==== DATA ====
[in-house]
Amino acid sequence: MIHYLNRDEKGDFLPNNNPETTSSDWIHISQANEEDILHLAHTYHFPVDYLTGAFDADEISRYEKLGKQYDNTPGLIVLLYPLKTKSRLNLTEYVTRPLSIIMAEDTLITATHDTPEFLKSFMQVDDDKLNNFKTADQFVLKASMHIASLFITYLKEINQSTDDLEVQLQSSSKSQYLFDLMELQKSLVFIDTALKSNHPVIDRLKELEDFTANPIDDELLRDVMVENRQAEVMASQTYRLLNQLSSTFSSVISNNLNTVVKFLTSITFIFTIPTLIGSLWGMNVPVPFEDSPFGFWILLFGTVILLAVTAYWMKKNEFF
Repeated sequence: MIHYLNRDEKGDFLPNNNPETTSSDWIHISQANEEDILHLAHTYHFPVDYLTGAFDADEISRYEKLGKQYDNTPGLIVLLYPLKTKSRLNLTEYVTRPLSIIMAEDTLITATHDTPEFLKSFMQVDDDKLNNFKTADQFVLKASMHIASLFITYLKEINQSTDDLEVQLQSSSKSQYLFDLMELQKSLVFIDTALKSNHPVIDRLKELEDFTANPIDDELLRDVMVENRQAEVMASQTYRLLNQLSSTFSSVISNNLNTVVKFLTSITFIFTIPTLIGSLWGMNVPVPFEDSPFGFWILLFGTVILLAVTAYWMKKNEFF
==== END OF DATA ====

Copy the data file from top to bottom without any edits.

[in-house]
Amino acid sequence: MIHYLNRDEKGDFLPNNNPETTSSDWIHISQANEEDILHLAHTYHFPVDYLTGAFDADEISRYEKLGKQYDNTPGLIVLLYPLKTKSRLNLTEYVTRPLSIIMAEDTLITATHDTPEFLKSFMQVDDDKLNNFKTADQFVLKASMHIASLFITYLKEINQSTDDLEVQLQSSSKSQYLFDLMELQKSLVFIDTALKSNHPVIDRLKELEDFTANPIDDELLRDVMVENRQAEVMASQTYRLLNQLSSTFSSVISNNLNTVVKFLTSITFIFTIPTLIGSLWGMNVPVPFEDSPFGFWILLFGTVILLAVTAYWMKKNEFF
Repeated sequence: MIHYLNRDEKGDFLPNNNPETTSSDWIHISQANEEDILHLAHTYHFPVDYLTGAFDADEISRYEKLGKQYDNTPGLIVLLYPLKTKSRLNLTEYVTRPLSIIMAEDTLITATHDTPEFLKSFMQVDDDKLNNFKTADQFVLKASMHIASLFITYLKEINQSTDDLEVQLQSSSKSQYLFDLMELQKSLVFIDTALKSNHPVIDRLKELEDFTANPIDDELLRDVMVENRQAEVMASQTYRLLNQLSSTFSSVISNNLNTVVKFLTSITFIFTIPTLIGSLWGMNVPVPFEDSPFGFWILLFGTVILLAVTAYWMKKNEFF